Many of the photographs identified as "Portraits" were taken for various publication purposes. The earliest appeared on the cover of the May 1965 Radcliffe Quarterly, showing a young d'Harnoncourt at work in the library, pencil in hand and a flower in her hair. The credit line does not identify the sitter or the photographer, but simply states "Spring at Radcliffe." However, written on the verso of the photo is "Olive Pierce Photo 1965." Although a line is drawn through the name, so too is d'Harnoncourt's, which is also noted on the back. Since we can identify d'Harnoncourt as the sitter, it is likely that the photographer was Pierce whose images of New England life and the repercussions of the 1990 Gulf War are in the collections of several museums, including the Museum of Fine Arts in Boston. The 1982 portrait of d'Harnoncourt that appeared in most of the articles about her appointment as Museum director was taken by John Condax. In the 1930s, Condax, accompanied by the Italian photographer Tina Modotti, traveled to Mexico to photograph its landscape and people. He also lectured at the Barnes Foundation. Contemporary photographers represented here include Andrea Baldeck and Michael Bryant. Bryant's 2007 image of d'Harnoncourt standing in a gallery of the Museum's recently opened Perelman Building is the last formal portrait of her.
Perhaps the most unconventional portrait of d'Harnoncourt was taken by a most unconventional artist. In 1979 d'Harnoncourt received a color slide of a picture taken of her the previous year at an event at the Institute of Contemporary Art (ICA) in Philadelphia. The image of d'Harnoncourt in flat planes of neon colors is Warholesque in its style. (A scan of the slide was made during processing and included in the folder.) According to the letter accompanying the slide, the photographer was "Bettina," writing from New York City's Chelsea Hotel. Because of this unique address, Bettina is no doubt the same reclusive artist featured in two recent documentaries. Released in 2008 and 2010 both films tell the story of a woman said to have been the most beautiful resident of the legendary hotel whose art went unappreciated and who therefore "[hid] herself away in her studio for over 40 years."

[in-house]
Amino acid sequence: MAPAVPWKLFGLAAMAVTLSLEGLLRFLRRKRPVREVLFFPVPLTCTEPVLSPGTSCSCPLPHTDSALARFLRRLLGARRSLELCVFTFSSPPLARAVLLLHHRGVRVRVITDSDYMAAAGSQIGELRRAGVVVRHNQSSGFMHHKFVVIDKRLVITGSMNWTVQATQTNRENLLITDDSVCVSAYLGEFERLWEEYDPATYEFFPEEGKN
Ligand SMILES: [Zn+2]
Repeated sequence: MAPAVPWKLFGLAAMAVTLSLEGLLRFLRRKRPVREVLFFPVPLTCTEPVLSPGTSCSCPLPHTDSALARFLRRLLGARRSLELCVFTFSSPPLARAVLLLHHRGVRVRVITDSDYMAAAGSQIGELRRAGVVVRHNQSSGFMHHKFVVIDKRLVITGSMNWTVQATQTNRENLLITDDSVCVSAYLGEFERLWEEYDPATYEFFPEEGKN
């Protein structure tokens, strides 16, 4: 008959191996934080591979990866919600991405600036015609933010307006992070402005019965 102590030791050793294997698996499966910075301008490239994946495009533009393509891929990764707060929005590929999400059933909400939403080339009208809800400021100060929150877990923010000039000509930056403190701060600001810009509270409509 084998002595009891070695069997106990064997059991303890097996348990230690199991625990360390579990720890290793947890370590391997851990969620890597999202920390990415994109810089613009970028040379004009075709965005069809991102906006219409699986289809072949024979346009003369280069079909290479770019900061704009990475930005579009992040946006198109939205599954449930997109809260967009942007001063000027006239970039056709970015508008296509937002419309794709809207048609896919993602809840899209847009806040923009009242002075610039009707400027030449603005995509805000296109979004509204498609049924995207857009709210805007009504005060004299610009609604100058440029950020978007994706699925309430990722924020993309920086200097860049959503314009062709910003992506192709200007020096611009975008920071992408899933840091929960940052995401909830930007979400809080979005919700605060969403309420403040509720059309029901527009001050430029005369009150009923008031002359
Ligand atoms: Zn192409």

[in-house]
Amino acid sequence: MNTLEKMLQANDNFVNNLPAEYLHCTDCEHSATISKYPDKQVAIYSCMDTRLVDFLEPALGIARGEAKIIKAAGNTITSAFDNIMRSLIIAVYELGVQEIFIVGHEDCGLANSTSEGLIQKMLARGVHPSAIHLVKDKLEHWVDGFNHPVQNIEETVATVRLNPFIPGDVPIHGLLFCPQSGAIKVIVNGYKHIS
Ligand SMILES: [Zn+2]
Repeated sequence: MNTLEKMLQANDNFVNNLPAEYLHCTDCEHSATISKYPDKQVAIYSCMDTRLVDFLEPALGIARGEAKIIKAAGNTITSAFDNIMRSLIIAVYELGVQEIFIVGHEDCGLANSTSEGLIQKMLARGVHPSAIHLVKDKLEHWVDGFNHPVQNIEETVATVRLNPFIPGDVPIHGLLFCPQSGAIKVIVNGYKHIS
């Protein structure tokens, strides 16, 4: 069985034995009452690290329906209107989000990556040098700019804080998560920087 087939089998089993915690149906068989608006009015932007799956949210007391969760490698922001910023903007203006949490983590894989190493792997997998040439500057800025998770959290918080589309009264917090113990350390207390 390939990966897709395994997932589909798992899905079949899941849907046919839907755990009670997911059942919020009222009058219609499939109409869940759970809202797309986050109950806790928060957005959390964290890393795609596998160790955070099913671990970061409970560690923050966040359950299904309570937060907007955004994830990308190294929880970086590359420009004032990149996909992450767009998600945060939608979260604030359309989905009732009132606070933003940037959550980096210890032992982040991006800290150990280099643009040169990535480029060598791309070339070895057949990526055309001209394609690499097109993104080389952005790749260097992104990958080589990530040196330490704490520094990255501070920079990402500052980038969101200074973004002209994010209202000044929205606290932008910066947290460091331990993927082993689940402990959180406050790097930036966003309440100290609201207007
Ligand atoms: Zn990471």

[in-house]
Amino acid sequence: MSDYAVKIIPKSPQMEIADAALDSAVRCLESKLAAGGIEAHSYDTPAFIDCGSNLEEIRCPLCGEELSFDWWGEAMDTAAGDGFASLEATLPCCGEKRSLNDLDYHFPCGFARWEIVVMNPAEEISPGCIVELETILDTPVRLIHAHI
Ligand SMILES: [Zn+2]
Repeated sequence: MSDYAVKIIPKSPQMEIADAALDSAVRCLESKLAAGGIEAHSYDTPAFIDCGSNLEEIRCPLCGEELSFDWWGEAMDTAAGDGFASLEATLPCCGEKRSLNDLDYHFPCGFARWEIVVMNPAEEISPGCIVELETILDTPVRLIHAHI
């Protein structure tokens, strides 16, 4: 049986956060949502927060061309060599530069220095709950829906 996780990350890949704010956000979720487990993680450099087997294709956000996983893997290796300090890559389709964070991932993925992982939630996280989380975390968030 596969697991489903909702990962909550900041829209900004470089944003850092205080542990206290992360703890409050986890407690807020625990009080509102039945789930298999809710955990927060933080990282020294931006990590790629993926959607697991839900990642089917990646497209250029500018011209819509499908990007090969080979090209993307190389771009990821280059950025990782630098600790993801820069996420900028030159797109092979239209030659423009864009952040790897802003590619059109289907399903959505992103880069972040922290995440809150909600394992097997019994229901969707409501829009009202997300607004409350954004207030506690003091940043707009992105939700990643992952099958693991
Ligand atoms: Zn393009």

Portraits of Joseph Rishel are also included. Of note are those taken by Rishel's friend and professional photographer Samuel Green in 1976 when Rishel, Green and d'Harnoncourt were guests at Glenveagh, a magnificent estate in Ireland owned by long-time PMA associate Henry P. McIlhenny. In the distance, in two of the portraits Green snapped of Rishel is the hint of a figure. According to an account by Rishel at the time these photographs were being processed, the distant figure was Greta Garbo, the reclusive starlet of Hollywood's golden age. Garbo came at the invitation of Green, and in respect of the actress's famed declaration that she "wanted to be left alone," Green photographed Rishel with Garbo without interfering with the actress's legendary request for privacy.